18/01/2021

This article employs quantitative and qualitative approaches to examine images of neurobiology published in a science news database, sampled across a two-year interval. Upon comparing the images to article headlines, the author argues that identifiable digital effects — such as blobs of bright colour, sparks of light, superimposed lines — correlate with articles reporting on new observations of neuronal action. A qualitative semiotic analysis of characteristic examples forwards the idea of a “blurry image”, denoting how audiences must cognitively blur the line between objectivity and subjectivity, between the “real” and the enhanced performative action evident in digital images tingling with vibrant life. The conclusion suggests that digital image making can increase aesthetic pleasability even as it serves as a partner in the cognitive task and, accordingly, the argumentation of the neuroscientist. Future research can investigate whether or not digital overlays and image features identified as obvious and attractive impact assessments of scientific research or alter evaluations of objectivity.

14/12/2020

On February 11, 2020, the World Health Organization announced the name of a new disease, COVID-19. As the virus that causes the disease spread across the globe, the world went into crisis mode. The various actors of the COVID-19 crisis include, in part, politicians, scientists, health experts, citizens, journalists, front line workers, first responders, organizations, and so on. Their voices and their related communicative processes play out in the rhetorical arena that emerges from the crisis. Crisis memes are a particularly intriguing and salient part of the COVID-19 public discourse. Combining the theoretical implications of rhetorical arena theory (RAT) with multimodality and its close ties to social semiotics, this paper will analyze the unique nature of memes created during the cycle of a crisis.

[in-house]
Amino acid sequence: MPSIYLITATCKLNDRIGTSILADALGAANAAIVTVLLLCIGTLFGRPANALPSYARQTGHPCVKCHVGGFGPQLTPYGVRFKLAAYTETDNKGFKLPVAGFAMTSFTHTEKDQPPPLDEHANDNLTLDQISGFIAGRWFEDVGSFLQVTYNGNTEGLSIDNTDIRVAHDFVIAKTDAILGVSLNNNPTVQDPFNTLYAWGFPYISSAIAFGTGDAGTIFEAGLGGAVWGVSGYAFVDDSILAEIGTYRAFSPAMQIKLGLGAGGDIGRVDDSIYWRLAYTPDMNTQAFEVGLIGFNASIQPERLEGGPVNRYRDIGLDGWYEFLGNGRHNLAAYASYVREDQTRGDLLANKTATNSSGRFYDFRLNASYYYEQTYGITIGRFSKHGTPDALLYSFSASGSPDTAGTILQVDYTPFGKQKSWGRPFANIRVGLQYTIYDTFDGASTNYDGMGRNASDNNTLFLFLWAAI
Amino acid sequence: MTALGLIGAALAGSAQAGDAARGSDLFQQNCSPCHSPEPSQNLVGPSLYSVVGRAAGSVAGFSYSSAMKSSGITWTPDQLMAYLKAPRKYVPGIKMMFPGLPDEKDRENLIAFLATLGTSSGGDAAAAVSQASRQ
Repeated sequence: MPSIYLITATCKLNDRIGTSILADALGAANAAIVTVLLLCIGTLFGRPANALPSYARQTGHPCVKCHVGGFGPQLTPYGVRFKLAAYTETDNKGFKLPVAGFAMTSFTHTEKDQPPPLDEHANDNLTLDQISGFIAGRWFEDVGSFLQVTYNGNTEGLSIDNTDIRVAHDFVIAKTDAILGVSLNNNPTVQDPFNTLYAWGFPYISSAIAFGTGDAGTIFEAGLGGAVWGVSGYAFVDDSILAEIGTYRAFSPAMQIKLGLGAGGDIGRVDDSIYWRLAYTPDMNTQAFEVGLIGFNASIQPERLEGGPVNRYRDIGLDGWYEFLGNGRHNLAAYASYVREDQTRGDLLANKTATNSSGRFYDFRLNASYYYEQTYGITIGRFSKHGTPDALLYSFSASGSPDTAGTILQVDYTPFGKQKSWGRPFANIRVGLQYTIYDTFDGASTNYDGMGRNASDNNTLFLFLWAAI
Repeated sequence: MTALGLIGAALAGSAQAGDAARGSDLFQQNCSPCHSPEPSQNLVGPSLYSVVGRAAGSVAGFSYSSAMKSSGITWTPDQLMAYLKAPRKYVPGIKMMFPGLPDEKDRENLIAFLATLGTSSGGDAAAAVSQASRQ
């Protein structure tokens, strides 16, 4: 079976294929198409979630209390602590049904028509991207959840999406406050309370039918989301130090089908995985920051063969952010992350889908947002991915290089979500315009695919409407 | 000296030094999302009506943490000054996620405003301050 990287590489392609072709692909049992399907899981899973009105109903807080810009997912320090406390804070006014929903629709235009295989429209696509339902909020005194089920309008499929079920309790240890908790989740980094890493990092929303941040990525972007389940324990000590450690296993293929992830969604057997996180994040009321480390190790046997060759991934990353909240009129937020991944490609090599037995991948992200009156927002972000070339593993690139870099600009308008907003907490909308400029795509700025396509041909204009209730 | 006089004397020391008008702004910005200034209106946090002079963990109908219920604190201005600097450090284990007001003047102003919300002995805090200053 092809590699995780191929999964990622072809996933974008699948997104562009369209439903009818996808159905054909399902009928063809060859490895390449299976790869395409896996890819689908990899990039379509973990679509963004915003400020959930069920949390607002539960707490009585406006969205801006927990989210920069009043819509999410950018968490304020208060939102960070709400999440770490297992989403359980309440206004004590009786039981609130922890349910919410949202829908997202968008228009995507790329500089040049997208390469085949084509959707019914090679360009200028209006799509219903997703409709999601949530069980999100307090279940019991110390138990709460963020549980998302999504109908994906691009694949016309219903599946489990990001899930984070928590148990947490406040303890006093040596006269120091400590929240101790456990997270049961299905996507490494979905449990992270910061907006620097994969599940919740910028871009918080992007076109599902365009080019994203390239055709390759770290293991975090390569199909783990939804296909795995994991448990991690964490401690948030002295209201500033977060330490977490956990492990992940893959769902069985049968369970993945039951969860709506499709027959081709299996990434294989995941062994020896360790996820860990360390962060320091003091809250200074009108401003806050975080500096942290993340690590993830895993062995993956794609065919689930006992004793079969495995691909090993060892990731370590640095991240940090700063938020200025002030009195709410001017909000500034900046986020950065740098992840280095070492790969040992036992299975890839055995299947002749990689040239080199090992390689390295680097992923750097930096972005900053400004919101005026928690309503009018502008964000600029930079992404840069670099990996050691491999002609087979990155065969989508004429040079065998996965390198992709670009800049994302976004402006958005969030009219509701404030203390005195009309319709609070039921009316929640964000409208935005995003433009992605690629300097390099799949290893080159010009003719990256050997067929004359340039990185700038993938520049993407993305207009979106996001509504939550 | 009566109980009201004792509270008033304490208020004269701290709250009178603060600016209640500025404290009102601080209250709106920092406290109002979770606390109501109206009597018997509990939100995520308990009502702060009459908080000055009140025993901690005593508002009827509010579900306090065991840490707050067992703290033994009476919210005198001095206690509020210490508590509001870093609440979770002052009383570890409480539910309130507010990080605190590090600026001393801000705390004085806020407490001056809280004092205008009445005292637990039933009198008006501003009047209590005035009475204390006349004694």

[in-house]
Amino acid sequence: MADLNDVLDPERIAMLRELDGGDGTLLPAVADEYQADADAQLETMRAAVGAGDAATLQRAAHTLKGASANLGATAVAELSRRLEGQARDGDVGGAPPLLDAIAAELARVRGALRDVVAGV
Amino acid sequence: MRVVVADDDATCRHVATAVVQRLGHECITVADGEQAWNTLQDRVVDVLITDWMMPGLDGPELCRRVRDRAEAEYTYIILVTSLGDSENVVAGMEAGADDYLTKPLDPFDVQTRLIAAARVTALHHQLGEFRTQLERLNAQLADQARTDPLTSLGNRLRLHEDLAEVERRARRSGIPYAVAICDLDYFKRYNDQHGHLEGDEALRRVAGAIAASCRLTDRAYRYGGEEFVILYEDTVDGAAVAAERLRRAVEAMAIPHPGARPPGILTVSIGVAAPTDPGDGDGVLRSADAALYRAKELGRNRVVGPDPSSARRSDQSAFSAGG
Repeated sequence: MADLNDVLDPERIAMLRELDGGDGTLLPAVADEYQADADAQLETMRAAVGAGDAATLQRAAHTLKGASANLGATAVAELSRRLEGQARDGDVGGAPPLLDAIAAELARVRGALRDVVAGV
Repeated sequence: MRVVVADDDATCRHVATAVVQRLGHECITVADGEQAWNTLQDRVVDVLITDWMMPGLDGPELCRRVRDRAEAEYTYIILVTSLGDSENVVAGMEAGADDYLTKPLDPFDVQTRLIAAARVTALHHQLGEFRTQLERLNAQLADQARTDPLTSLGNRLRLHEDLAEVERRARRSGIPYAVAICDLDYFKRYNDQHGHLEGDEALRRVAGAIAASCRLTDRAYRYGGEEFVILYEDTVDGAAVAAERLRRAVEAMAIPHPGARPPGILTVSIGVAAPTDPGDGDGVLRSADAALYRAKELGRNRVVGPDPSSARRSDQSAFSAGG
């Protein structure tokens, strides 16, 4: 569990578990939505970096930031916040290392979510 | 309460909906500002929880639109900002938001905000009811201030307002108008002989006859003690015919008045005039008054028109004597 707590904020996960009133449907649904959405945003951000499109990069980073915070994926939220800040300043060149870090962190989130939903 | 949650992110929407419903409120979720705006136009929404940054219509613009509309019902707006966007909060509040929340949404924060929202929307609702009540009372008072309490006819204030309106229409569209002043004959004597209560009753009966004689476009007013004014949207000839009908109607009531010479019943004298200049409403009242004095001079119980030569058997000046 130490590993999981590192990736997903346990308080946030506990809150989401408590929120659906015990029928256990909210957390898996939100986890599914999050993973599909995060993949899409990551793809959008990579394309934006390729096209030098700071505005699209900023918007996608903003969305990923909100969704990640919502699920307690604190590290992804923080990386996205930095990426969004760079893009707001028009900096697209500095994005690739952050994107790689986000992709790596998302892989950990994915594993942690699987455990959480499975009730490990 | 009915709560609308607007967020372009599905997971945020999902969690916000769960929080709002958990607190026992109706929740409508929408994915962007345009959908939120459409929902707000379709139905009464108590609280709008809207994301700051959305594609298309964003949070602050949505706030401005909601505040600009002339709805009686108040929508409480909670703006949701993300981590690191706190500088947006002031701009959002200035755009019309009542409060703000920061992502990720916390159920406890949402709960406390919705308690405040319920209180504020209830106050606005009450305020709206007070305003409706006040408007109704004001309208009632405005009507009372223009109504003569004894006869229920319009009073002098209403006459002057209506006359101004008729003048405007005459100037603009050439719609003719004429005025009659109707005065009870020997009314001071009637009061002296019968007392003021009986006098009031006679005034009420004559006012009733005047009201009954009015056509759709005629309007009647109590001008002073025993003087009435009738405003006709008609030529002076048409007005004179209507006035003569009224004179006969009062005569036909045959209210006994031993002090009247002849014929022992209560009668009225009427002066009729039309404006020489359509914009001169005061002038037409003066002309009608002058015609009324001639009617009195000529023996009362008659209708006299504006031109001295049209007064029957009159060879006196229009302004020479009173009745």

14/12/2020

This study explores how South African newspaper cartoonists portrayed the novel coronavirus during the initial months of the COVID-19 pandemic. We show how these cartoons respond to the socio-economic and cultural contexts in the country. Our analysis of how cartoonists represent the novel coronavirus explain how they create meaning (and may influence public sentiments) using colour, morphological characteristics and anthropomorphism as visual rhetorical tools. From a total population of 497 COVID-19-related cartoons published in 15 print and online newspapers from 1 January to 31 May 2020, almost a quarter (24%; n=120) included an illustration of the coronavirus. Viruses were typically coloured green or red and attributed with human characteristics (most often evil-looking facial expressions) and with exaggerated, spikey stalks surrounding the virus body. Anthropomorphism was present in more than half of the 120 cartoons where the virus was illustrated (58%; n=70), while fear was the dominant emotional tone of the cartoons. Based on our analysis, we argue that editorial cartoons provide a useful source to help us understand the broader discursive context within which public communication of science operates during a pandemic.

14/12/2020

This article is about manga-based messaging for risk communication on COVID-19, describing the practice of collaboration between a group of experts and a popular manga artist. Collaborative storytelling through popular manga provides an effective discussion platform for diverse experts in various specialties, ages, and genders to discuss a topic in a short time. These “stories” can integrate social meaning, legitimacy, and a local context into scientific messages. They also provide the public with a deeper understanding of the messages through the characters and their “real-life” situations, as long as the messages remain consistent with the worldview of the original work.